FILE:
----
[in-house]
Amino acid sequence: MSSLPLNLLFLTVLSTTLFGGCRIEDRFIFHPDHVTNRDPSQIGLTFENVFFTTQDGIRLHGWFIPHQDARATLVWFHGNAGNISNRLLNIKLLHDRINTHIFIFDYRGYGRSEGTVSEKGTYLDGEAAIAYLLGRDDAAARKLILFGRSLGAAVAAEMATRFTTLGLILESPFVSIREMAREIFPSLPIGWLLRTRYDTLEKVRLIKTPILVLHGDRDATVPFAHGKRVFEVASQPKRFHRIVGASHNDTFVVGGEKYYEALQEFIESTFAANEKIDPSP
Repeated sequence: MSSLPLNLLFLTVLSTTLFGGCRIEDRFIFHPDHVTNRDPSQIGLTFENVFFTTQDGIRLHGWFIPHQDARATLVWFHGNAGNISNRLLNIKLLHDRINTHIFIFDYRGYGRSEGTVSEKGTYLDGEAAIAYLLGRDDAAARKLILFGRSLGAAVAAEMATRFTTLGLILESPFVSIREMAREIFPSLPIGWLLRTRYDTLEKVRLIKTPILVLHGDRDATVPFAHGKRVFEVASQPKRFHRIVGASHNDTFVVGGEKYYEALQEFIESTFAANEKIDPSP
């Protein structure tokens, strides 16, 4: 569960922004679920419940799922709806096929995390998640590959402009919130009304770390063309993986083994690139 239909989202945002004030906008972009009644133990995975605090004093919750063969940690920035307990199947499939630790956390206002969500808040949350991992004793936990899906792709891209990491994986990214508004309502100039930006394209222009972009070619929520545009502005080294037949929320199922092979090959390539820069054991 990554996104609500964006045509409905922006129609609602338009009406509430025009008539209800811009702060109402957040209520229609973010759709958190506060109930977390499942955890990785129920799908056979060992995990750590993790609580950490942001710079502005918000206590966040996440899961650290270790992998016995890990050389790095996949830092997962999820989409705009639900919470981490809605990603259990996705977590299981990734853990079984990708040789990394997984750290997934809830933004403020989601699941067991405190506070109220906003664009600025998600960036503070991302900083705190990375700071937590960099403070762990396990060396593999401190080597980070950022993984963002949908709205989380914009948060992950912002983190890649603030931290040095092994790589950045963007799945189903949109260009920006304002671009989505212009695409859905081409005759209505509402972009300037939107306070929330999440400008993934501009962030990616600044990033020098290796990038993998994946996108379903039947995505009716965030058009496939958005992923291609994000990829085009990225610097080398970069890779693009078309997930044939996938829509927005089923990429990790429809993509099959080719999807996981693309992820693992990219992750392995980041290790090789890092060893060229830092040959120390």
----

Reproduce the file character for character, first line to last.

[in-house]
Amino acid sequence: MSSLPLNLLFLTVLSTTLFGGCRIEDRFIFHPDHVTNRDPSQIGLTFENVFFTTQDGIRLHGWFIPHQDARATLVWFHGNAGNISNRLLNIKLLHDRINTHIFIFDYRGYGRSEGTVSEKGTYLDGEAAIAYLLGRDDAAARKLILFGRSLGAAVAAEMATRFTTLGLILESPFVSIREMAREIFPSLPIGWLLRTRYDTLEKVRLIKTPILVLHGDRDATVPFAHGKRVFEVASQPKRFHRIVGASHNDTFVVGGEKYYEALQEFIESTFAANEKIDPSP
Repeated sequence: MSSLPLNLLFLTVLSTTLFGGCRIEDRFIFHPDHVTNRDPSQIGLTFENVFFTTQDGIRLHGWFIPHQDARATLVWFHGNAGNISNRLLNIKLLHDRINTHIFIFDYRGYGRSEGTVSEKGTYLDGEAAIAYLLGRDDAAARKLILFGRSLGAAVAAEMATRFTTLGLILESPFVSIREMAREIFPSLPIGWLLRTRYDTLEKVRLIKTPILVLHGDRDATVPFAHGKRVFEVASQPKRFHRIVGASHNDTFVVGGEKYYEALQEFIESTFAANEKIDPSP
């Protein structure tokens, strides 16, 4: 569960922004679920419940799922709806096929995390998640590959402009919130009304770390063309993986083994690139 239909989202945002004030906008972009009644133990995975605090004093919750063969940690920035307990199947499939630790956390206002969500808040949350991992004793936990899906792709891209990491994986990214508004309502100039930006394209222009972009070619929520545009502005080294037949929320199922092979090959390539820069054991 990554996104609500964006045509409905922006129609609602338009009406509430025009008539209800811009702060109402957040209520229609973010759709958190506060109930977390499942955890990785129920799908056979060992995990750590993790609580950490942001710079502005918000206590966040996440899961650290270790992998016995890990050389790095996949830092997962999820989409705009639900919470981490809605990603259990996705977590299981990734853990079984990708040789990394997984750290997934809830933004403020989601699941067991405190506070109220906003664009600025998600960036503070991302900083705190990375700071937590960099403070762990396990060396593999401190080597980070950022993984963002949908709205989380914009948060992950912002983190890649603030931290040095092994790589950045963007799945189903949109260009920006304002671009989505212009695409859905081409005759209505509402972009300037939107306070929330999440400008993934501009962030990616600044990033020098290796990038993998994946996108379903039947995505009716965030058009496939958005992923291609994000990829085009990225610097080398970069890779693009078309997930044939996938829509927005089923990429990790429809993509099959080719999807996981693309992820693992990219992750392995980041290790090789890092060893060229830092040959120390």